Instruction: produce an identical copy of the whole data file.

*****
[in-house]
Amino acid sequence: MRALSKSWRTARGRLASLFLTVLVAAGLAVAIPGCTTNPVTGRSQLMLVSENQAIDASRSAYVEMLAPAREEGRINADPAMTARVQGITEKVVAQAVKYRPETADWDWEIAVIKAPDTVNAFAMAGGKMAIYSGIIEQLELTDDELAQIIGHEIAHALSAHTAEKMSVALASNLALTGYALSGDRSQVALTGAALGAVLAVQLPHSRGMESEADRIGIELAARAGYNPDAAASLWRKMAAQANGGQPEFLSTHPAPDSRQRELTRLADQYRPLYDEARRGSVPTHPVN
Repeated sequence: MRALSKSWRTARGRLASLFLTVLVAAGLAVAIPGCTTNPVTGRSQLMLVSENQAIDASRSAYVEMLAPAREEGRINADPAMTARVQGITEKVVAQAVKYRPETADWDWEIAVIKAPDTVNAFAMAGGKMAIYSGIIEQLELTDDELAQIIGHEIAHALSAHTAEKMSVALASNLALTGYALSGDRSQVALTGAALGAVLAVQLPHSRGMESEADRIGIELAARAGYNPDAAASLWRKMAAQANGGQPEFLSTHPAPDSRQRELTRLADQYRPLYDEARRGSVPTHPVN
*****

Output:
[in-house]
Amino acid sequence: MRALSKSWRTARGRLASLFLTVLVAAGLAVAIPGCTTNPVTGRSQLMLVSENQAIDASRSAYVEMLAPAREEGRINADPAMTARVQGITEKVVAQAVKYRPETADWDWEIAVIKAPDTVNAFAMAGGKMAIYSGIIEQLELTDDELAQIIGHEIAHALSAHTAEKMSVALASNLALTGYALSGDRSQVALTGAALGAVLAVQLPHSRGMESEADRIGIELAARAGYNPDAAASLWRKMAAQANGGQPEFLSTHPAPDSRQRELTRLADQYRPLYDEARRGSVPTHPVN
Repeated sequence: MRALSKSWRTARGRLASLFLTVLVAAGLAVAIPGCTTNPVTGRSQLMLVSENQAIDASRSAYVEMLAPAREEGRINADPAMTARVQGITEKVVAQAVKYRPETADWDWEIAVIKAPDTVNAFAMAGGKMAIYSGIIEQLELTDDELAQIIGHEIAHALSAHTAEKMSVALASNLALTGYALSGDRSQVALTGAALGAVLAVQLPHSRGMESEADRIGIELAARAGYNPDAAASLWRKMAAQANGGQPEFLSTHPAPDSRQRELTRLADQYRPLYDEARRGSVPTHPVN